Choreographer, dancer, and Pew Fellow Germaine Ingram talks with us about the responsibilities of creating socially engaged art. She discusses the challenges that can arise when academic institutions embrace the practice and the importance of maintaining a meaningful connection to what she calls the “lived reality” of the communities directly addressed and affected by social practice projects.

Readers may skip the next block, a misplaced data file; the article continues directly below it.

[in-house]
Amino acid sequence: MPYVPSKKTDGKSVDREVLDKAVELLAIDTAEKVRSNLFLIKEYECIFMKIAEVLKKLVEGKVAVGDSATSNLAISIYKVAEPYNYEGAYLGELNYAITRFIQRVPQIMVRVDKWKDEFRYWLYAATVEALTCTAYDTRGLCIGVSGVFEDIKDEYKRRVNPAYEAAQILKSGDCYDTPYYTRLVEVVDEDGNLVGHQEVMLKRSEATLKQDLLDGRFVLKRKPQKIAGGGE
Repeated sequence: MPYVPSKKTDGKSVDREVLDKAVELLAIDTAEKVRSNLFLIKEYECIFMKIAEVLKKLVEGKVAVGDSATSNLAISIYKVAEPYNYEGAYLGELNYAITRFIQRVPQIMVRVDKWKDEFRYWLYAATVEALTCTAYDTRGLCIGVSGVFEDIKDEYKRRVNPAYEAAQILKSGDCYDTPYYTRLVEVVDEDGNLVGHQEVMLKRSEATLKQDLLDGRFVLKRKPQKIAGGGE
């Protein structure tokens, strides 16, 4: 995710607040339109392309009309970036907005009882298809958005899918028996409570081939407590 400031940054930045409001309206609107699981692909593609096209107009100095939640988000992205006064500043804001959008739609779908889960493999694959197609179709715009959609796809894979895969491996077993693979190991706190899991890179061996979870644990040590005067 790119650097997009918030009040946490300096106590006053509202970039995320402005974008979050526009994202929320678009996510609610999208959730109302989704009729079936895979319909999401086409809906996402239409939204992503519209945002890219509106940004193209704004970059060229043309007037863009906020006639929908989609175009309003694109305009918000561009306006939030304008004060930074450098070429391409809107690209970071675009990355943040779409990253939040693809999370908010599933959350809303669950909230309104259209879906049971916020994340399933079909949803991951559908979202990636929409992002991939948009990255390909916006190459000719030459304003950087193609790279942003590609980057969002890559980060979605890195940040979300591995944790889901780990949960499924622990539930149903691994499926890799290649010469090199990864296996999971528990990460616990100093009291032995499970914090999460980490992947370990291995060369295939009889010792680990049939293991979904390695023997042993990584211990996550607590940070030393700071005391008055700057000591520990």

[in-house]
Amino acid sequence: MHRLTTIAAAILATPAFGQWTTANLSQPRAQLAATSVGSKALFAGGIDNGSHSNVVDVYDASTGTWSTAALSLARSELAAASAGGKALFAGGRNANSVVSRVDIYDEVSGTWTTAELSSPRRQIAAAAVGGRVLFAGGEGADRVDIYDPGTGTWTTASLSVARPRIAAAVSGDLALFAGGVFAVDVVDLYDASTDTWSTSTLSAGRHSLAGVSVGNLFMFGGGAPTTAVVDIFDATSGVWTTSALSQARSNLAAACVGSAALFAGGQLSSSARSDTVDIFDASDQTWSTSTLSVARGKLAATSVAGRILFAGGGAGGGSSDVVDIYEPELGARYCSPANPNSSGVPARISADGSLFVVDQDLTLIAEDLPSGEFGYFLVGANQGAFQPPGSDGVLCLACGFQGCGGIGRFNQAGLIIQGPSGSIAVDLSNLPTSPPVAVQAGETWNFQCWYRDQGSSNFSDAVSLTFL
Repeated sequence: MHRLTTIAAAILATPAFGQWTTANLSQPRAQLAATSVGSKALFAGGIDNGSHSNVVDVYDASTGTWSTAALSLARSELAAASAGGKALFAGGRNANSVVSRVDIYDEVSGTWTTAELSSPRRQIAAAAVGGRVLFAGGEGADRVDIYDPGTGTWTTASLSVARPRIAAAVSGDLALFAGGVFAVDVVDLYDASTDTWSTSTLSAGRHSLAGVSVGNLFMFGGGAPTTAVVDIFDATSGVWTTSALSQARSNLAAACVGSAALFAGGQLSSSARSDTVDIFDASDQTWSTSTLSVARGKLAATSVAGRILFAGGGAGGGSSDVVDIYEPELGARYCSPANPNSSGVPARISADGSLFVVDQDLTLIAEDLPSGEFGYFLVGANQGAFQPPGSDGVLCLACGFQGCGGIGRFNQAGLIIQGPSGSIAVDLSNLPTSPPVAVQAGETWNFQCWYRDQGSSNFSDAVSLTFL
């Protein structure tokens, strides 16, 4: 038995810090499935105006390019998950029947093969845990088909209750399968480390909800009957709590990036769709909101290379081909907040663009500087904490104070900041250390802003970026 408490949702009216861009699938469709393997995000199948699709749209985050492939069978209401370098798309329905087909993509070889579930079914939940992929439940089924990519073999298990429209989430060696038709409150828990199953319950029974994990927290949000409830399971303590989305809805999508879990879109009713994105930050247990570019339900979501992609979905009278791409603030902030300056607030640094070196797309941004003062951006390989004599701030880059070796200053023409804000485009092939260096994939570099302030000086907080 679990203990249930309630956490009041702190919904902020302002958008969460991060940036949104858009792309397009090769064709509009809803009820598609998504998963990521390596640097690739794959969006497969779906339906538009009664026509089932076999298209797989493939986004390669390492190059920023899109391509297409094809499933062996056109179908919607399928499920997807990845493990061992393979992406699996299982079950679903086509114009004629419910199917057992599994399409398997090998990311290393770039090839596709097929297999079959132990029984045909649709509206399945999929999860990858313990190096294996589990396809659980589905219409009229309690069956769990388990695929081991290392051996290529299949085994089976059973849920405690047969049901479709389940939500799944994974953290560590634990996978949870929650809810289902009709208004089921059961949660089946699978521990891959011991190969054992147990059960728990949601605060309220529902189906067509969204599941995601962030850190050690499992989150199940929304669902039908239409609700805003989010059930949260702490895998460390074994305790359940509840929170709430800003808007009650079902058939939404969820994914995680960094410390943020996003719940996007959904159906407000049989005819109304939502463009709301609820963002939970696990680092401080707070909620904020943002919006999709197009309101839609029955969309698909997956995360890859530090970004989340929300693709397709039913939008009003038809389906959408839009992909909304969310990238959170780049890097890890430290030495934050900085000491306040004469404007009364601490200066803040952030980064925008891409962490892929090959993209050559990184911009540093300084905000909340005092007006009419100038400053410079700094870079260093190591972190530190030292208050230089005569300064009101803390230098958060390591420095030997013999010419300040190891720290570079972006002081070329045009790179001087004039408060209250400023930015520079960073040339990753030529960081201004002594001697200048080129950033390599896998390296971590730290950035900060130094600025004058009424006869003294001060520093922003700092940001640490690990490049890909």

Germaine Ingram took up dance at the age of 33 under the tutelage and mentorship of the late LaVaughn Robinson, a Philadelphia tap legend and a 1992 Pew Fellow. Since then, Ingram has become a major figure in contemporary jazz tap, following in the tradition of her forbearers while breaking new ground in the art form through oral history, filmmaking, and stage production, in addition to performance and choreography. Ingram’s work addresses social justice and historical narratives, as well as various aspects of the African-American experience, through projects such as Parallel Destinies.